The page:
Checks ordered on Chinese shelters after 20 deaths at ‘filthy refuge’

Officials from Guangdong centre arrested and hundreds of residents relocated after fatalities ignite outcry over conditions for disadvantaged

PUBLISHED : Wednesday, 22 March, 2017, 6:35pm
UPDATED : Wednesday, 22 March, 2017, 10:06pm

China on Wednesday ordered urgent checks of homeless shelters across the country after reports that 20 people died in less than two months in one centre in Guangdong province.

The Ministry of Civil Affairs said local authorities should check the qualifications, facilities, services and safety of all centres, including those outsourcing services to the private sector.

It called for the immediate termination of services that did not pass inspection, and proper arrangements for those receiving care in such centres.

The alarm was raised initially by the death of 15-year-old boy Lei Wenfeng from typhoid at a shelter in Xinfeng county, Shaoguan, in December. Lei, who was autistic, had been in the centre for six weeks before his death.

An investigation by the Beijing News then revealed that 20 people died at the shelter between January 1 and February 18. The deaths, particularly of the boy, ignited a public outcry over the lack of care for disadvantaged groups.

The shelter was housed in a former detention centre, was overcrowded and had poor sanitary conditions, the Beijing News cited sources as saying.

State broadcaster CCTV reported that the person in charge and other employees of the facility had been arrested.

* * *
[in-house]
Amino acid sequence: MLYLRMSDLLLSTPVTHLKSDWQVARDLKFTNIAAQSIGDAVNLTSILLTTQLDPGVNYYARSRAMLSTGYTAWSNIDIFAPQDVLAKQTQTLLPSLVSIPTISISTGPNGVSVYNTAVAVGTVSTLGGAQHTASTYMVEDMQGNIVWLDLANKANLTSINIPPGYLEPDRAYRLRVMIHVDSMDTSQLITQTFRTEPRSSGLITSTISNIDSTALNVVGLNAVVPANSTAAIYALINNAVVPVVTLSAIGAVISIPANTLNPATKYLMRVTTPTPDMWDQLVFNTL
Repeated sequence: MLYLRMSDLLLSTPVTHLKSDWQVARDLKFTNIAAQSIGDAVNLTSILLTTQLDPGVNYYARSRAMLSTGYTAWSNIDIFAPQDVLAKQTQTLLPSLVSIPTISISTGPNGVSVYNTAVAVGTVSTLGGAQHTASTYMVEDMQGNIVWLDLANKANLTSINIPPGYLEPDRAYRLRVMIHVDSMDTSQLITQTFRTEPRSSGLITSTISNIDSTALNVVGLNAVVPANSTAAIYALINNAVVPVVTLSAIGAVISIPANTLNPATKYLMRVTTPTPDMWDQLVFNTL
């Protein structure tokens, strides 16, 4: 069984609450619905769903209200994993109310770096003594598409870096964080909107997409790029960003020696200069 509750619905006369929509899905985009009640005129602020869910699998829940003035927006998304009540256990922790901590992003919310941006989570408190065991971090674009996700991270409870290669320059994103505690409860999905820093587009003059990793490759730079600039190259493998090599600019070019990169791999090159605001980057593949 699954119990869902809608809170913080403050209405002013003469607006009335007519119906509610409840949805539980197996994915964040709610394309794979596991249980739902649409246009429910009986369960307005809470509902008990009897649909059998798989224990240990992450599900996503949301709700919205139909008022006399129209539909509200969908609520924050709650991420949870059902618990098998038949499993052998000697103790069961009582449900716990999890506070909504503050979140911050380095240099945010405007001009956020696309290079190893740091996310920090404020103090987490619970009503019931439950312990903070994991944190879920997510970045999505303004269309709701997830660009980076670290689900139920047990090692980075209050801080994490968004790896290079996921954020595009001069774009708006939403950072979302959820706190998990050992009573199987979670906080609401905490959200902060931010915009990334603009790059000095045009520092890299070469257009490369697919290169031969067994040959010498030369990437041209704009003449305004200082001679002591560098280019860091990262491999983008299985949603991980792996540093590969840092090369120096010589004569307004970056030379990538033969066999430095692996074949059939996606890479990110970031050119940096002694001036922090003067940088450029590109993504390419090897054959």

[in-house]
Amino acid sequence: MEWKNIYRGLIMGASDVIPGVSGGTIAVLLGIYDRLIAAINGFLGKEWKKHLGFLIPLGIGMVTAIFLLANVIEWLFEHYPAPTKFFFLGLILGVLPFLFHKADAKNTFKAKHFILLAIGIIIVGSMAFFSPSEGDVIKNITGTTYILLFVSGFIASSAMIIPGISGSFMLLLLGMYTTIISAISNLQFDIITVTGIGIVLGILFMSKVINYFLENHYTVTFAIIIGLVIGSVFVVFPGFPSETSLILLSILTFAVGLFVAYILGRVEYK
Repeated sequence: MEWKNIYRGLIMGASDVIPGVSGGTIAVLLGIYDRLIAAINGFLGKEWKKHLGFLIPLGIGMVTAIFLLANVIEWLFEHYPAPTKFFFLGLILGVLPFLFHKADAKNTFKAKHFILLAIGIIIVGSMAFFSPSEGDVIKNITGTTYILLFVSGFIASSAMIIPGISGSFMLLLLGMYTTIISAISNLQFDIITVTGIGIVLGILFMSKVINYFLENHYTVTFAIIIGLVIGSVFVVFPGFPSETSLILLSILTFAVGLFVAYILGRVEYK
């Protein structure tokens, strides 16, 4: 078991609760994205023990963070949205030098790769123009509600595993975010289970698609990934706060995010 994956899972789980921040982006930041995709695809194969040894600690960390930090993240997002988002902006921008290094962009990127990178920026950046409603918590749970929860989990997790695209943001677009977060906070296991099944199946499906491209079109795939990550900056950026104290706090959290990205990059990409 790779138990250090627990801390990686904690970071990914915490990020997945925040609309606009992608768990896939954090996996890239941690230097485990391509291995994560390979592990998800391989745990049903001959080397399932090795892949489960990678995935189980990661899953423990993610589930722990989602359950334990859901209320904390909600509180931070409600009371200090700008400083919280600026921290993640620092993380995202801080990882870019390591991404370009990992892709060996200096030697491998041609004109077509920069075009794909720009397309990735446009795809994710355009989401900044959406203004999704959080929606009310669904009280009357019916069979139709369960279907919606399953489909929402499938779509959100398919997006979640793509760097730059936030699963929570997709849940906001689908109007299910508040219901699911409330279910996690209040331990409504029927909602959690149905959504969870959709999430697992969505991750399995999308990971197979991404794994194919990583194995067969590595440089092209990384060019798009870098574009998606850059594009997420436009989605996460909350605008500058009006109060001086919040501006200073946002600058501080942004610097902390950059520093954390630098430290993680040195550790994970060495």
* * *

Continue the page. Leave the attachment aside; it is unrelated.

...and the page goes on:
County chief says death rate at homeless shelter ‘relatively high’

A preliminary investigation found the facility failed to meet care criteria set by the civil affairs authorities, CCTV reported. Officials at the centre were suspected of embezzlement.

The Shaoguan government said on Monday that the shelter was closed at the start of this month and “appropriate arrangements” made for its 733 residents.

Some of the residents were sent to a relief station in Guangdong, and of those more than 10 had tuberculosis. Others had syphilis or AIDS, the newspaper cited a source as saying.

A hospital and relief station in Huizhou took in 13 of the Xinfeng residents. A Huizhou civil affairs official said roughly six of the new arrivals had infectious diseases, including hepatitis B, tuberculosis and syphilis.

The official said the Huizhou station had previously sent some of its residents with infectious diseases to the Xinfeng shelter because it did not have the facilities to house them.

Professor Jiang Hong, a Shanghai-based political commentator, said this was not an isolated case.

“If this could happen in affluent Guangdong, it is very possible that homeless or other disadvantaged groups are being treated in the same way in other parts of the nation,” Jiang said.

“It is unbelievable that China is failing to provide basic social care for needy groups. Our country should have done a much better job than this.”

Additional reporting by Mimi Lau